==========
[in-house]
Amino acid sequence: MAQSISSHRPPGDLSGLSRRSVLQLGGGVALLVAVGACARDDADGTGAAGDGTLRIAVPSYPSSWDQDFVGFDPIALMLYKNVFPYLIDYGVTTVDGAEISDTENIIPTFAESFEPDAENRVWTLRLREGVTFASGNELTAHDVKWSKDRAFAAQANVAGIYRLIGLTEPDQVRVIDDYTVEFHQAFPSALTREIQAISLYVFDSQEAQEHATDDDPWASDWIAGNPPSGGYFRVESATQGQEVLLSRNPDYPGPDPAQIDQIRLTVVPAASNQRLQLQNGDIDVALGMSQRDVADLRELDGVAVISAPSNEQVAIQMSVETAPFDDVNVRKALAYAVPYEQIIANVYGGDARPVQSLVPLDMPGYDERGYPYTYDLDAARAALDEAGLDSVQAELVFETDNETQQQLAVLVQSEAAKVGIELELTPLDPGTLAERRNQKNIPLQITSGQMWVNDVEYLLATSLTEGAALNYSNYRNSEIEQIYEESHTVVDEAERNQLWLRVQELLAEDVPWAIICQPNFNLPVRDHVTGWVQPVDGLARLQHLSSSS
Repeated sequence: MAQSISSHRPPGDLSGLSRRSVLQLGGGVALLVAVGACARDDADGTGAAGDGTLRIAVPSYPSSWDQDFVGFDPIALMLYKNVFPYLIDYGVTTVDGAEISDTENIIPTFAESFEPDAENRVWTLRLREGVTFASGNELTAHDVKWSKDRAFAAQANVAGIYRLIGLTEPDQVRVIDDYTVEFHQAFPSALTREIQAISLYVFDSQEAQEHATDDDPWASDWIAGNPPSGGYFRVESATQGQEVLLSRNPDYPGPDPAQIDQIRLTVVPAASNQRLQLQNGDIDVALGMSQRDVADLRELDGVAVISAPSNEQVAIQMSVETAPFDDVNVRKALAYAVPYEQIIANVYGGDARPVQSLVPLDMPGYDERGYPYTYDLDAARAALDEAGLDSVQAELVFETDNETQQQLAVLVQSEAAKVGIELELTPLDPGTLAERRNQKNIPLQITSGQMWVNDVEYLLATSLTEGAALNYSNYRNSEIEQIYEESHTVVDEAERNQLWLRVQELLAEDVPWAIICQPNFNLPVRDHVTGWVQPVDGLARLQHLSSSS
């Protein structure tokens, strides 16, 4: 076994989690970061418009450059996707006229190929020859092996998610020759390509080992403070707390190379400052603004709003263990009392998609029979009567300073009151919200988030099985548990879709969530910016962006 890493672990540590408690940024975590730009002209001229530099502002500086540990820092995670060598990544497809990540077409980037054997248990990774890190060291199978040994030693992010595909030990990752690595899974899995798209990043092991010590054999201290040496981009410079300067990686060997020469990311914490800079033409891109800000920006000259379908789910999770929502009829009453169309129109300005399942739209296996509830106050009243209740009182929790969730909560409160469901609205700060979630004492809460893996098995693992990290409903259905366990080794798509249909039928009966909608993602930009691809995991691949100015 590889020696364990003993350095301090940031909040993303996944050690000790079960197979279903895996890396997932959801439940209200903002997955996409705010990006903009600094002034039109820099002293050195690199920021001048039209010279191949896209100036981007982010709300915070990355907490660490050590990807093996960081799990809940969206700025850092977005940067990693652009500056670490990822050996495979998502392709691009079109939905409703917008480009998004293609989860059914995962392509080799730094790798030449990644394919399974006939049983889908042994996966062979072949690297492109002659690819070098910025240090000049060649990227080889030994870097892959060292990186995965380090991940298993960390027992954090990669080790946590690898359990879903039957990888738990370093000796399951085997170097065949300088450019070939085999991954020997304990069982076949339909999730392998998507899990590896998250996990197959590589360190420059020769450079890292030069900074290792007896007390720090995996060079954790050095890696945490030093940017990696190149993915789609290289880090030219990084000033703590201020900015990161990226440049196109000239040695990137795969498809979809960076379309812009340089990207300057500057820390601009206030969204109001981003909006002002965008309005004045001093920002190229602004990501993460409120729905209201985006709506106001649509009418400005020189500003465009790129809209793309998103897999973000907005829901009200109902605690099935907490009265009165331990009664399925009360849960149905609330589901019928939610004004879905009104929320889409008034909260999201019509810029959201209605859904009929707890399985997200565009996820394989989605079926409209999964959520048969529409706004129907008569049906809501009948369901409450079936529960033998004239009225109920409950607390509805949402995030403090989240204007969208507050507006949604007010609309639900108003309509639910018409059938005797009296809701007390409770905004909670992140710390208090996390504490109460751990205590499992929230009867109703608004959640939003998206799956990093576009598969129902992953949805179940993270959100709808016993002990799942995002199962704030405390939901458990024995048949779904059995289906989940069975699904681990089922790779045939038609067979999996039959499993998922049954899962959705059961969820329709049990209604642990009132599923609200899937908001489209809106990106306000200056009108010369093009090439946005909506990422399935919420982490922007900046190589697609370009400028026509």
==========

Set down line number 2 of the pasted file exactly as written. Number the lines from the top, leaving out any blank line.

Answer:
Amino acid sequence: MAQSISSHRPPGDLSGLSRRSVLQLGGGVALLVAVGACARDDADGTGAAGDGTLRIAVPSYPSSWDQDFVGFDPIALMLYKNVFPYLIDYGVTTVDGAEISDTENIIPTFAESFEPDAENRVWTLRLREGVTFASGNELTAHDVKWSKDRAFAAQANVAGIYRLIGLTEPDQVRVIDDYTVEFHQAFPSALTREIQAISLYVFDSQEAQEHATDDDPWASDWIAGNPPSGGYFRVESATQGQEVLLSRNPDYPGPDPAQIDQIRLTVVPAASNQRLQLQNGDIDVALGMSQRDVADLRELDGVAVISAPSNEQVAIQMSVETAPFDDVNVRKALAYAVPYEQIIANVYGGDARPVQSLVPLDMPGYDERGYPYTYDLDAARAALDEAGLDSVQAELVFETDNETQQQLAVLVQSEAAKVGIELELTPLDPGTLAERRNQKNIPLQITSGQMWVNDVEYLLATSLTEGAALNYSNYRNSEIEQIYEESHTVVDEAERNQLWLRVQELLAEDVPWAIICQPNFNLPVRDHVTGWVQPVDGLARLQHLSSSS